What Every Startup Founder Should Know About Buying Domain Names
Rewind back to five years ago, and I was helping some of the most incredible startups on the planet to find and acquire domain names. Now, as a startup co-founder myself for the past three years, I find that many of my fellow founders still call on me as the former “domain guy” to help them navigate the waters of domain negotiation.
The domain name market is a mercurial one; it’s relatively secretive, however not by choice. When most people approach me about a domain they’re trying to buy I usually hear the same thing, “it looks like a squatter has it, what should I do?”
So I thought it was time to take my experience in buying, selling, and brokering millions of dollars in domain names and share the same advice and step-by-step process that I share with my friends and startup founders around the world. Here it goes.
Step 1 — Determine who owns the domain name
First things first; let’s separate “Cybersquatters” from “Domainers” because they are very different and so is the way in which you approach each. Cybersquatters are people who violate an existing Trademark or buy typos of your brand in order to either extort or damage your brand.
You have the right to get domain names that are legitimately being “squatted” on through a process called the UDRP. You can read more about it here and email me if you want recommendations for great attorneys who can squash squatters and get a domain that should rightfully belong to you.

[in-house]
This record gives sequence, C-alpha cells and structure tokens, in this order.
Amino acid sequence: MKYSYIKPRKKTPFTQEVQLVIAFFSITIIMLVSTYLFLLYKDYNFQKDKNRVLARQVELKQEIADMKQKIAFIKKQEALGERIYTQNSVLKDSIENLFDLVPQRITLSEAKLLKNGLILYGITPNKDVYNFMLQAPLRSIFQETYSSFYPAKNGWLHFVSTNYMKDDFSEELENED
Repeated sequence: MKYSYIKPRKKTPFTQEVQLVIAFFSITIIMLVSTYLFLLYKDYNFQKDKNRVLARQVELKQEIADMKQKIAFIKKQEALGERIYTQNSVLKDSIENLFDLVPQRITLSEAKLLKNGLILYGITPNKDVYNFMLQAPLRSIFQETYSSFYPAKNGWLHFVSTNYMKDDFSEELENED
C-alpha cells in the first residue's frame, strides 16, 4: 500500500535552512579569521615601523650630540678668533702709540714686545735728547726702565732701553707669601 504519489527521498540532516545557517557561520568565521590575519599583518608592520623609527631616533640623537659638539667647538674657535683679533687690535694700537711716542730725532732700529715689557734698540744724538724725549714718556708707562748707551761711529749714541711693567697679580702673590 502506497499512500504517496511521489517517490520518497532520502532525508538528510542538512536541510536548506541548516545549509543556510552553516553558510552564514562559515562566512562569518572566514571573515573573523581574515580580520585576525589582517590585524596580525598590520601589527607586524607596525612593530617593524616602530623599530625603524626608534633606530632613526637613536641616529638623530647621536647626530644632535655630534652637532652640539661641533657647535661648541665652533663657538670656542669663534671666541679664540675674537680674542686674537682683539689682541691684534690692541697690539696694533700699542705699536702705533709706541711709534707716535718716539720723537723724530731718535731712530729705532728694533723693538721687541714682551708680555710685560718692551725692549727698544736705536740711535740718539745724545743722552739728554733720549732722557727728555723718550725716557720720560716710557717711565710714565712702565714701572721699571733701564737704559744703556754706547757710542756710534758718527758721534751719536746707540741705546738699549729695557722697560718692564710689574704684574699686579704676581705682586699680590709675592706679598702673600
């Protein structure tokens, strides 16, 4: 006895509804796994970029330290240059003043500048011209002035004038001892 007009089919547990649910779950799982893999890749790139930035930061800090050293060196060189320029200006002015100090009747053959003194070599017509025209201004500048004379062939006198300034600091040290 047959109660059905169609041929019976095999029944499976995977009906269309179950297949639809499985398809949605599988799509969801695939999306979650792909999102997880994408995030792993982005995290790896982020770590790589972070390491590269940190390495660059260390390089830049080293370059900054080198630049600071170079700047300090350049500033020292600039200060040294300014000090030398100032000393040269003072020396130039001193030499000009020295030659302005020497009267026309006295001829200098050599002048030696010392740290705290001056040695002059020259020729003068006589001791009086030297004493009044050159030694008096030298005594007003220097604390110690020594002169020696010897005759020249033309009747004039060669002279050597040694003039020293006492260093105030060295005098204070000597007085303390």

Domainers (or Domain Investors) are not Cybersquatters, they aren’t breaking any laws, and in fact they tend to be the most reasonable when it comes to selling domains since they have so many and understand the market so well.
The first underlying principal to understand when it comes to domain names is pricing. This one principal is what usually throws everyone off when it comes to domain negotiation, so let me explain it the way I normally do:
The price of a domain name varies dramatically based upon who owns it.
I usually group domain owners into three categories; individuals who bought the domain for personal use, domain investors who bought the domain as an investment, and companies that bought the domain to potentially use one day. The price of the domain is highly dependent on which category the owner falls into. This also means that before you do anything you need to understand who owns the domain that you want to buy.
There are a million WHOIS services out there that can show you who owns a domain name, but I highly recommend using DomainTools.com because it gives you a very valuable piece of information — how many domain names the domain owner has registered in his or her name.
Just looking at the WHOIS information for a domain name will just about instantly tell you which category the owner falls in. Here’s your cheat sheet:
- if the domain owner is listed as a person (without a company name) and owns only a handful of domains, it is very likely to be an individual who bought the domain name for personal use
- if the domain owner is listed as a person who has hundreds, thousands, or tens of thousands of domain names, it is very likely that this is a domain investor
- if the domain owner is listed as a company that you’ve never heard of , Google search it and determine if this is a small business or startup that you just haven’t heard of, or if it is a company that buys, sells or brokers domain names. One simple Google search and you’ll know instantlywhich one it is After this, you’ll know if this domain name is owned by a company or a domain investor.